There may be other ways of extending the impact of your sermon. You could record a mid-week summary and preview (3-5 minutes) and put that on your website. One pastor I know writes a series of questions for personal review that are put on the back of the note sheet in the bulletin. Be creative. Ask some of your people for ideas. Talk it over with your elders.

As a pastor, your primary task is caring for your sheep, and a major part of that is feeding them. Does it make sense to spend the time and energy you do on your sermon, deliver it, only to have it fade quickly from the thinking of your people by the time they head back to work on Monday?

What do you think? Do you have other ideas that have worked or that you would like to try? Put them in the comments section and share them with me and the others who read this blog.

God bless you in your ministry this weekend!

Planning Your Preaching, Part 3

So how do you go about planning your preaching? What are you going to preach next and what do you preach after that?

I want to finish up this short series with some suggestions on choosing preaching content. I’ll assume that I am writing to guys who are relatively new to ministry, though I know that several of you who read this blog have ministered for awhile.

Start first by praying. That’s the obvious thing, but easily bypassed when we start to think too hard. Prayer submits our minds to God, and while I don’t believe that God speaks to us verbally, I do believe he guides our thoughts.

The second major factor to consider is your congregation. How familiar are they with the Bible? How well have they been taught? How much Bible exposition have they had as opposed to the kind of life enrichment topical series I wrote about on Wednesday? If they have had a background in exposition, what books have they recently studied? You don’t want to repeat something they just heard a year or two ago.

I found that if I began there, God would guide my thinking so that my mind was drawn toward a particular book of the Bible. That does not mean that my choice was inspired or the result of revelation. Far from it. But if I prayed for God to feed his sheep through me, I believe he guided my thinking through whatever means he chose to use.

Some recommend that you alternate between the Old and New Testaments. There’s a case to be made for that, though preaching Old Testament books can be challenging for a younger preacher. If I was asked by a younger preacher who was either just starting out or who was switching to Bible exposition, I’d suggest the following: Preach two or three series from shorter New Testament letters. The first book I preached through was Ephesians. James and Peter’s letters also are good places to start.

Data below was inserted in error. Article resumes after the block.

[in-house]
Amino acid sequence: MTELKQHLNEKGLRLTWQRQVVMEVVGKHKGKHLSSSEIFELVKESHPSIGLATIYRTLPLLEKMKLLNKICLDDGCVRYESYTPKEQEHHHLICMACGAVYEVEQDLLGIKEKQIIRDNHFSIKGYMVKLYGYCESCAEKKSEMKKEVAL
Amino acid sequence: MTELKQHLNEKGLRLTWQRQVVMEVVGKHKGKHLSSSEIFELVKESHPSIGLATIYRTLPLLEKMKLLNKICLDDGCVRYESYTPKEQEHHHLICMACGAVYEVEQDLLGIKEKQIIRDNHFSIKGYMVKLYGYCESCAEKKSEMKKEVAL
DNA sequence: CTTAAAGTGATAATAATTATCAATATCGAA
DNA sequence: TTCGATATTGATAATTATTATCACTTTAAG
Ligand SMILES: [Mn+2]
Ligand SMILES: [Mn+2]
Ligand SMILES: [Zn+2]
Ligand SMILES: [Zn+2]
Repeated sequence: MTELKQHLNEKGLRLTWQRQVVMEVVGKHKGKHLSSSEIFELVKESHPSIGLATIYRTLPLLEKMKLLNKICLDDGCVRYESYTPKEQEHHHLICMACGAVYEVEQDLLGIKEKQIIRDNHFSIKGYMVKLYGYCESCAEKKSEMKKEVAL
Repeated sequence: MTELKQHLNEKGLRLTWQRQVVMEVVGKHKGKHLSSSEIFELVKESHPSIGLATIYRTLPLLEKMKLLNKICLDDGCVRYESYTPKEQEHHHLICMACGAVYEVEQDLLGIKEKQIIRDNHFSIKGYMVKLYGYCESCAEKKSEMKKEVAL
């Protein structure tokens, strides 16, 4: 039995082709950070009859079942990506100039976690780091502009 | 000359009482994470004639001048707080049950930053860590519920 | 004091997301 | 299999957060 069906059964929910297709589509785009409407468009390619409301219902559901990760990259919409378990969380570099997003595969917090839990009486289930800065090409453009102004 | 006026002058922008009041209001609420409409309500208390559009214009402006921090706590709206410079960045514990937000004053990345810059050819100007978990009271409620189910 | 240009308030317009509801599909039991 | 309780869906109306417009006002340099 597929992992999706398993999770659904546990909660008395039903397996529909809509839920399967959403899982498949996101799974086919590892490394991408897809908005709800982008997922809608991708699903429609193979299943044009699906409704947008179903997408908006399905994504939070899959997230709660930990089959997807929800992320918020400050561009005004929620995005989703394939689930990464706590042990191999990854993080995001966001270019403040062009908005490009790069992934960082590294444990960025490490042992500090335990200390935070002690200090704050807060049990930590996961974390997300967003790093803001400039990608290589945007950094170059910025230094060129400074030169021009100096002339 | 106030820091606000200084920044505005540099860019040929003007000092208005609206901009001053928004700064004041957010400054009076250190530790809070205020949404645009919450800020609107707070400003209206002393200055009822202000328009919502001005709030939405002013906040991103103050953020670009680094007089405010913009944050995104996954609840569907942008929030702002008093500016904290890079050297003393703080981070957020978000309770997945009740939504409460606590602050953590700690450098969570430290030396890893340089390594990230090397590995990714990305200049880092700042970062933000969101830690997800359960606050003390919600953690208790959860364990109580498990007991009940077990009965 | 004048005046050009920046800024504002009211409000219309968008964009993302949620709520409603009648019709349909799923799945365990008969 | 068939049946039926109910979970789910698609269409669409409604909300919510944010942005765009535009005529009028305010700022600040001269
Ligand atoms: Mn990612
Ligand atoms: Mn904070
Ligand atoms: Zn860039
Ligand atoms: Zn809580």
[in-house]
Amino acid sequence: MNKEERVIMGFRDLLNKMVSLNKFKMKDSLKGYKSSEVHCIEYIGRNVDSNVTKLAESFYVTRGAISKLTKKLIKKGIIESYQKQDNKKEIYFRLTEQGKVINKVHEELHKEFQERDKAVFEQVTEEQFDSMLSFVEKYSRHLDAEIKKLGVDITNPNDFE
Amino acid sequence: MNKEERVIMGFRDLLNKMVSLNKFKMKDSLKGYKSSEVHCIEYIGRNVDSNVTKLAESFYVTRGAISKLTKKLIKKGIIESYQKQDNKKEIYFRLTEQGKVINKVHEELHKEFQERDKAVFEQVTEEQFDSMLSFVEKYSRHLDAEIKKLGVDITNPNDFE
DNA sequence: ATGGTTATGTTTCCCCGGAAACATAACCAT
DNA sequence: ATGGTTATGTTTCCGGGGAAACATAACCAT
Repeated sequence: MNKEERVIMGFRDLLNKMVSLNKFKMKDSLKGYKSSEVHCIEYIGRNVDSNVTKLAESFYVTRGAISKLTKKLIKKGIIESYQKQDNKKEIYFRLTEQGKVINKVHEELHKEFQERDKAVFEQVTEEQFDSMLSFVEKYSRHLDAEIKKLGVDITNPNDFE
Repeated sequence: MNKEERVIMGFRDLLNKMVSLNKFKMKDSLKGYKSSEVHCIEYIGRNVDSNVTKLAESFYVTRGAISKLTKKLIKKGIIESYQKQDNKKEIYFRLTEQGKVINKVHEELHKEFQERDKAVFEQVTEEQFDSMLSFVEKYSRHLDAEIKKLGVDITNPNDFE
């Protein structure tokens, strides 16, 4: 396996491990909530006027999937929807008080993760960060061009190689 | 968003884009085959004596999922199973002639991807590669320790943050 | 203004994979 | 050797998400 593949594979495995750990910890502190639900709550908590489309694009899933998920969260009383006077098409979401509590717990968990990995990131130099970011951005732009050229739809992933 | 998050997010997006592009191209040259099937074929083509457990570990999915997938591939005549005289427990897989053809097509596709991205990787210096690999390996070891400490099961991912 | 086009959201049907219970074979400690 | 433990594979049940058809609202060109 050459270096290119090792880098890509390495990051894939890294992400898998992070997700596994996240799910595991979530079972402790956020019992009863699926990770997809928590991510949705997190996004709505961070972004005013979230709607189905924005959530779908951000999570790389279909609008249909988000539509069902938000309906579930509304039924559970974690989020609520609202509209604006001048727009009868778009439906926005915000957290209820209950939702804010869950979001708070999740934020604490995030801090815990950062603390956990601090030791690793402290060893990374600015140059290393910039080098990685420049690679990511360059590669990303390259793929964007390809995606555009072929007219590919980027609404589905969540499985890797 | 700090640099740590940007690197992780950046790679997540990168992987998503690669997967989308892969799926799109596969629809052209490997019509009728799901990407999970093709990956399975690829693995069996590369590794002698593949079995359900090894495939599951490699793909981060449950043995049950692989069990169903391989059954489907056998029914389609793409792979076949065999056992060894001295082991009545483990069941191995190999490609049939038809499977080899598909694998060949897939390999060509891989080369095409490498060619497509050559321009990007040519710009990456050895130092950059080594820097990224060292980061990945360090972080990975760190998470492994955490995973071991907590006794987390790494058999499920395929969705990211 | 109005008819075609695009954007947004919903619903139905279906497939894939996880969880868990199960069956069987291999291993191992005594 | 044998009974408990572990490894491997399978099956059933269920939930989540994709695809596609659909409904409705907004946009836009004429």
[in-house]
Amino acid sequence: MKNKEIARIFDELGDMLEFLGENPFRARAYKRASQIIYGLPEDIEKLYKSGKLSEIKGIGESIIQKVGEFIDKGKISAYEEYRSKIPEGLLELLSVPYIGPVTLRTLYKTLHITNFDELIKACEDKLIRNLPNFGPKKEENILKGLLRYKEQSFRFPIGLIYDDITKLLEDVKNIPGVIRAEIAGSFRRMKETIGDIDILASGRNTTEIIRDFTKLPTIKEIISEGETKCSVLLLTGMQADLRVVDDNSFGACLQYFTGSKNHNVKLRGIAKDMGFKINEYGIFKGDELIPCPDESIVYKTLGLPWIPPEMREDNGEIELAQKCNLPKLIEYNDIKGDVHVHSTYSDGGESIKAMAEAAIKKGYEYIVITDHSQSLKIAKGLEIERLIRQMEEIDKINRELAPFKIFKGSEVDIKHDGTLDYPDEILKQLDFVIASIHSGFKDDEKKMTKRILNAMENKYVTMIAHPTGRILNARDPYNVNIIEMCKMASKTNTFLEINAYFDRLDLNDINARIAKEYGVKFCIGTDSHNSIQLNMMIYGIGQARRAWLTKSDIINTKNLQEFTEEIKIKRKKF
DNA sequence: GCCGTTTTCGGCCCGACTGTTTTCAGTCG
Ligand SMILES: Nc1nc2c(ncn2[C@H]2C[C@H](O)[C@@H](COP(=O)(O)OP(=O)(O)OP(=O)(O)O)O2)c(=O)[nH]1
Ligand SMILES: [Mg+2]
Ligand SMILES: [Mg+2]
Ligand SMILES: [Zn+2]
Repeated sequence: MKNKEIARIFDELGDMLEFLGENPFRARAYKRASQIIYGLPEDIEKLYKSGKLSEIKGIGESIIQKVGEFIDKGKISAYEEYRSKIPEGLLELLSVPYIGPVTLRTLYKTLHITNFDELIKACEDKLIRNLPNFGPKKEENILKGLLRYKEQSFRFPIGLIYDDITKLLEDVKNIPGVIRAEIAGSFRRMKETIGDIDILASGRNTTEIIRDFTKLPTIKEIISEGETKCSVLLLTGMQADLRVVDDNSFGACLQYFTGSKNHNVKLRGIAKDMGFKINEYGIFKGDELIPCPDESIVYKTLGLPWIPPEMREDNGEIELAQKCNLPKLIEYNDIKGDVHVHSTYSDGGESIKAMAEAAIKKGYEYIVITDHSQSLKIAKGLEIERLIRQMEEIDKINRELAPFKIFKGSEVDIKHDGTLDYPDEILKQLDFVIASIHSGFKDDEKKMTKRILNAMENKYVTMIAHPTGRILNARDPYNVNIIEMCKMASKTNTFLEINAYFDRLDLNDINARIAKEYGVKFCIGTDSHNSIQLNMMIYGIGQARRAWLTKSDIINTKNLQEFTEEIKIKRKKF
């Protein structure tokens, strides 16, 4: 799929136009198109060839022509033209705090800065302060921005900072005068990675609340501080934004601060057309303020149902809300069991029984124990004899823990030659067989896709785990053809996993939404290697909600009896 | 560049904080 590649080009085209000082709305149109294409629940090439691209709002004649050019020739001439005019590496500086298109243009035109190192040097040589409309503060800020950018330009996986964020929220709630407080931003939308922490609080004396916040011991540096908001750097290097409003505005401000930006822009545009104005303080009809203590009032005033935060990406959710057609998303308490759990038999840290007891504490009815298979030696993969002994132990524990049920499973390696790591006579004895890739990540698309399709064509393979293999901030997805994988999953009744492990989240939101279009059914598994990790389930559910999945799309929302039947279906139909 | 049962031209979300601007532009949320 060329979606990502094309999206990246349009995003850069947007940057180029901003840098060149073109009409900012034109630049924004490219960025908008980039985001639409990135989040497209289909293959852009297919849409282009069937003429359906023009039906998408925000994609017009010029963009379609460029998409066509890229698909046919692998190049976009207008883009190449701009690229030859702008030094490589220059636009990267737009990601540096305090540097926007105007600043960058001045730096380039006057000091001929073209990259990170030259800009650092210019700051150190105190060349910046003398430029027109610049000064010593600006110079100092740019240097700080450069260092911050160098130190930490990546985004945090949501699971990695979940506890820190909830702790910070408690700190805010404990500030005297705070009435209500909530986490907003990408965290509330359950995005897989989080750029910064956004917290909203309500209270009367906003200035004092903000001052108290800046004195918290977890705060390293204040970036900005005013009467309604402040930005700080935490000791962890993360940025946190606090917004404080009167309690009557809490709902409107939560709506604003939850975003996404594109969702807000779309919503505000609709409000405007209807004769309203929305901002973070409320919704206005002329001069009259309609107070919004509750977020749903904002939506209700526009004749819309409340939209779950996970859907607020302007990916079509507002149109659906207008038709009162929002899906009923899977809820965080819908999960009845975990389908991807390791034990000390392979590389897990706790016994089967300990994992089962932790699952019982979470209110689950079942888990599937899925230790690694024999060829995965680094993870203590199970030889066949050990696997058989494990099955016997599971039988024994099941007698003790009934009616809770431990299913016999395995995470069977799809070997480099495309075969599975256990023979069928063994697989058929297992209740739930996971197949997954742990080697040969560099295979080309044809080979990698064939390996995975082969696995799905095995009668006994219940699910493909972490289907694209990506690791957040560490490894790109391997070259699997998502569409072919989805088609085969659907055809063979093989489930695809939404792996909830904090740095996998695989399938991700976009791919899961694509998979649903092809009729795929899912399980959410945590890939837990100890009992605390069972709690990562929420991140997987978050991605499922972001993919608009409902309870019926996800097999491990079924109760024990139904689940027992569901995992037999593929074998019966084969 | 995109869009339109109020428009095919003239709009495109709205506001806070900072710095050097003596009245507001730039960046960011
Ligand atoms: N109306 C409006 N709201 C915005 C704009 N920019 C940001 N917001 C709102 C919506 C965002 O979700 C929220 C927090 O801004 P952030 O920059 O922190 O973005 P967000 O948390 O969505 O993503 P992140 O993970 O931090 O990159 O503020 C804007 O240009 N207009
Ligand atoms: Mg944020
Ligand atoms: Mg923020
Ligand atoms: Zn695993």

Then I might suggest a series on the Psalms. With 150 Psalms, you could choose 7 or 8 from the first third of the Psalms, come back in a year and do another series from the 2nd third, and then a year or two later do a series from the last third of the Psalms.

After that you might consider preaching through the Gospel of Mark. It’s the shortest Gospel and probably the easiest one to preach through.

Preach through Judges. Do a series on the life of Abraham from Genesis, or the life of David. I’d avoid anything remotely resembling apocalyptic literature for the first five years of your preaching, though Revelation 1-3 makes a great series. Whatever you preach, arm yourselves with good commentaries.

Periodically during your ministry check your preaching record to make sure that you’ve given your people a balanced spiritual diet. You might want to avoid long series (more than 12-15 weeks) until you have a bit of experience. Then tackle books like Acts, Romans, Daniel, or a series on the Minor Prophets.

There is no one better than you and your leaders to analyze your church and determine what it needs. Know the books of the Bible well enough that you have an idea of the major themes of each so that you can choose what is most appropriate.